Navajo Speaker encourages chapters to communicate

Council discusses committee restructuring during work session

WINDOW ROCK, Ariz. - Navajo Nation Speaker Pro Tem Jonathan Nez has encouraged Navajo Nation chapter governments to collaborate with each other and bring forward recommendations to address the needs of the Navajo people. Currently, the 22nd Navajo Nation Council is meeting in Window Rock to discuss important priorities and council restructuring during the transition from an 88-member Council to a 24-member Council.

Speaker Nez finds this an opportune time for chapter officials to also convene and identify concerns and priorities from each community.

"Chapter governments who may have one Council delegate to six chapters, for example, are encouraged to schedule a meeting with their delegate at one chapter location," Speaker Nez said. "These meetings would help us identify concerns and priorities for each community. It is important for our chapter officials and governments to work together during this new beginning."

"All 110 Navajo Nation chapter governments are encouraged to exercise local community and economic empowerment," Speaker Nez added. "More autonomy at the local level is a necessary requirement to better serve the Navajo people."

The 22nd Navajo Nation Council has identified committee restructuring and the adoption of the 2011 Navajo Nation Comprehensive Budget as its top priorities for the next few weeks and began discussion about possible plans for committee restructuring, which requires amendments to Title 2 of the Navajo Nation Code. Presently, Title 2 accommodates an 88-member legislature.

"Committee restructuring of the Legislative Branch is of one of the most important issues this new Council has to resolve," Speaker Nez said. "Currently, under Title 2, standing committees receive pieces of legislation from the Speaker, who assigns legislation to proper oversight committees. Pieces of legislation then must pass each assigned standing committees in order to proceed to the agenda of a regular session or special session. If any pieces of legislation pass the Council floor, then legislation goes across to the Navajo Office of the President for review to become law."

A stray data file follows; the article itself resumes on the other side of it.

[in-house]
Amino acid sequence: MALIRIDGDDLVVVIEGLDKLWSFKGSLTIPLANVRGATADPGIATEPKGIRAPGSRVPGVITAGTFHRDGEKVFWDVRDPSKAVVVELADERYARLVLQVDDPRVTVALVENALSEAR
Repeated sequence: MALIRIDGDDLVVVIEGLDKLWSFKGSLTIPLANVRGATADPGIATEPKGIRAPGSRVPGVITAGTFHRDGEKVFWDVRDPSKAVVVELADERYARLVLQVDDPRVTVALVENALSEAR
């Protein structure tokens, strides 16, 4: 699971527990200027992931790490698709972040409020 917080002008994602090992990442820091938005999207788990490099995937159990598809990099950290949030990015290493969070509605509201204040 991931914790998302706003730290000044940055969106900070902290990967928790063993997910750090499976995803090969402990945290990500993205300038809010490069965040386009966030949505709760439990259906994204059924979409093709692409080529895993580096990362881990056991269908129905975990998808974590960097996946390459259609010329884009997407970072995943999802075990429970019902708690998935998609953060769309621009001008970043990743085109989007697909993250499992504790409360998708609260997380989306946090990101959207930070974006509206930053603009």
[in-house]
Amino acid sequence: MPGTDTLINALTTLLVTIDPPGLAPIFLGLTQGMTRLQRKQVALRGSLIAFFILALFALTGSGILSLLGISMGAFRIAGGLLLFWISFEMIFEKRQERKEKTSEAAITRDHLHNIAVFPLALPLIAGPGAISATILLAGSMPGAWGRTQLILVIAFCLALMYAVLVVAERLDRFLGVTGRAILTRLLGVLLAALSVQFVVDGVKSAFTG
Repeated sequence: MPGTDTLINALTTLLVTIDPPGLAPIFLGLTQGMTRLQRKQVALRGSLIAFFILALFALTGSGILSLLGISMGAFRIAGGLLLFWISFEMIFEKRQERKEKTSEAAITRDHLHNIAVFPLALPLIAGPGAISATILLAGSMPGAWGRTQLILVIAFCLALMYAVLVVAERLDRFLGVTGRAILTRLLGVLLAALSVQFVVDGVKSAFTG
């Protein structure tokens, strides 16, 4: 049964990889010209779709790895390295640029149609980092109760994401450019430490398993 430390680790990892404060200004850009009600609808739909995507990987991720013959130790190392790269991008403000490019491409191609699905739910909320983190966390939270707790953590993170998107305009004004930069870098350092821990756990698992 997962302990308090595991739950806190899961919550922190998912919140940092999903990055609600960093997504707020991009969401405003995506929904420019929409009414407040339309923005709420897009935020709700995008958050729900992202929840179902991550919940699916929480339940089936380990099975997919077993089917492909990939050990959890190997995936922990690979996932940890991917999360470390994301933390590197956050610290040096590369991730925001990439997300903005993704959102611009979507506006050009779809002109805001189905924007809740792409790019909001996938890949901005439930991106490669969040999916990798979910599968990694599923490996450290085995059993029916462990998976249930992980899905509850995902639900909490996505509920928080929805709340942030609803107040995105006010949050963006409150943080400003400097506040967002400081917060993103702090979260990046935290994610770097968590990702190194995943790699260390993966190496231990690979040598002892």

The work session began with the Diné Policy Institute presenting its recommendations for committee restructuring, which includes the consolidation of the current law's 11 standing committees:

• Budget and Finance Committee, (B&F), Intergovernmental Relations (IGR) and Government Services Committee (GSC)

• Public Safety Committee (PSC), Judiciary Committee (JC) and Ethic and Rules Committee

• Resources Committee (RC), Transportation and Community Development Committee (TCDC) and Economic Development Committee (EDC).

• Humans Services Committee (HSC), Health and Social Services Committee (HSSC) and Education Committee (EC)

The 21st Navajo Nation Council's Intergovernmental Relations (IGR) Transition Taskforce also presented recommendations for committee restructuring.

Speaker Nez encouraged members of the new Council to provide their insights on how committees should be restructured.

Delegate Leonard Tsosie said his recommendation consists of merging the 11 standing committees into four committees, which was one of the recommendations presented by the IGR.

"My recommendation is to have four committees because [four is] a sacred number in the Navajo universe. In addition to the four committees, there will be select committees," Tsosie said. "The select committees will be subject to what the Council deems is important. For example, there would be a select committee on gaming and a select committee on government reform. Advisory members will also attend meetings on behalf of a delegate who's unable to attend a meeting."

Delegate Elmer Begay recommended chapters to be involved in the restructuring process.

"Chapter involvement is important to this political process. LGA certified chapters are very interested in taxation and approving business site leases," Begay said. "Other chapters are ready for economic development. Some of these chapters have scheduled DPI and the Office of Navajo Government Development to present their recommendations for committee restructuring. Working with chapters is important to eliminating bureaucracy to continue their local governance."

"We appreciate the patience from our chapter officials during this time of transition," added Speaker Nez, who became speaker pro tem when the 22nd Navajo Nation Council convened for the first time during a special session on Jan. 11.

"The new Council may determine if certain authorities will be delegated to divisions and departments, including chapters. Chapter officials need to anticipate more responsibility," Speaker Nez concluded.

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